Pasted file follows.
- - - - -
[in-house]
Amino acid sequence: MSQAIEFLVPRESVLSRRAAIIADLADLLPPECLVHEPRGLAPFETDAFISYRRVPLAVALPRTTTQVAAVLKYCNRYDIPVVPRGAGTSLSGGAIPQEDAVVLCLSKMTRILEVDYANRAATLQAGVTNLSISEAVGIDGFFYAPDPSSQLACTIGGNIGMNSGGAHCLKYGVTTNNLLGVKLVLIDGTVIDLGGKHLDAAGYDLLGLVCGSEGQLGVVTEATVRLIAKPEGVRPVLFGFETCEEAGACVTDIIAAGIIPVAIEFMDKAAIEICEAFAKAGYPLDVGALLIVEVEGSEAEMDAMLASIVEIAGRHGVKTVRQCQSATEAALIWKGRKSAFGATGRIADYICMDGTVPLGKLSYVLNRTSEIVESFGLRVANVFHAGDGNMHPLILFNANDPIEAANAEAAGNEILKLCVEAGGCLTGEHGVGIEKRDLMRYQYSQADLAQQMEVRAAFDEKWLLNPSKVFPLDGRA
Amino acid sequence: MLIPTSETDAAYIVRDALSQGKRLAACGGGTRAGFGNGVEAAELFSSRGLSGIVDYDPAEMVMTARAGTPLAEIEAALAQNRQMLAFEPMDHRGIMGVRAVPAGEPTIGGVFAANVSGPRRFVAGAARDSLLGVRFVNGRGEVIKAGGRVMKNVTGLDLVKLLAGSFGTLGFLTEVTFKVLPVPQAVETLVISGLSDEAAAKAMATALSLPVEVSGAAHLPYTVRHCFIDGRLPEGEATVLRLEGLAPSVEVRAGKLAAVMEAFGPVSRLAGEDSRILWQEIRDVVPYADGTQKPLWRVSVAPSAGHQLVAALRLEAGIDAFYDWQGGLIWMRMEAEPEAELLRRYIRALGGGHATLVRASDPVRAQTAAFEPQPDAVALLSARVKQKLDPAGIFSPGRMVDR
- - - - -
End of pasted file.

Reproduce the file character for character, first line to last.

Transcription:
[in-house]
Amino acid sequence: MSQAIEFLVPRESVLSRRAAIIADLADLLPPECLVHEPRGLAPFETDAFISYRRVPLAVALPRTTTQVAAVLKYCNRYDIPVVPRGAGTSLSGGAIPQEDAVVLCLSKMTRILEVDYANRAATLQAGVTNLSISEAVGIDGFFYAPDPSSQLACTIGGNIGMNSGGAHCLKYGVTTNNLLGVKLVLIDGTVIDLGGKHLDAAGYDLLGLVCGSEGQLGVVTEATVRLIAKPEGVRPVLFGFETCEEAGACVTDIIAAGIIPVAIEFMDKAAIEICEAFAKAGYPLDVGALLIVEVEGSEAEMDAMLASIVEIAGRHGVKTVRQCQSATEAALIWKGRKSAFGATGRIADYICMDGTVPLGKLSYVLNRTSEIVESFGLRVANVFHAGDGNMHPLILFNANDPIEAANAEAAGNEILKLCVEAGGCLTGEHGVGIEKRDLMRYQYSQADLAQQMEVRAAFDEKWLLNPSKVFPLDGRA
Amino acid sequence: MLIPTSETDAAYIVRDALSQGKRLAACGGGTRAGFGNGVEAAELFSSRGLSGIVDYDPAEMVMTARAGTPLAEIEAALAQNRQMLAFEPMDHRGIMGVRAVPAGEPTIGGVFAANVSGPRRFVAGAARDSLLGVRFVNGRGEVIKAGGRVMKNVTGLDLVKLLAGSFGTLGFLTEVTFKVLPVPQAVETLVISGLSDEAAAKAMATALSLPVEVSGAAHLPYTVRHCFIDGRLPEGEATVLRLEGLAPSVEVRAGKLAAVMEAFGPVSRLAGEDSRILWQEIRDVVPYADGTQKPLWRVSVAPSAGHQLVAALRLEAGIDAFYDWQGGLIWMRMEAEPEAELLRRYIRALGGGHATLVRASDPVRAQTAAFEPQPDAVALLSARVKQKLDPAGIFSPGRMVDR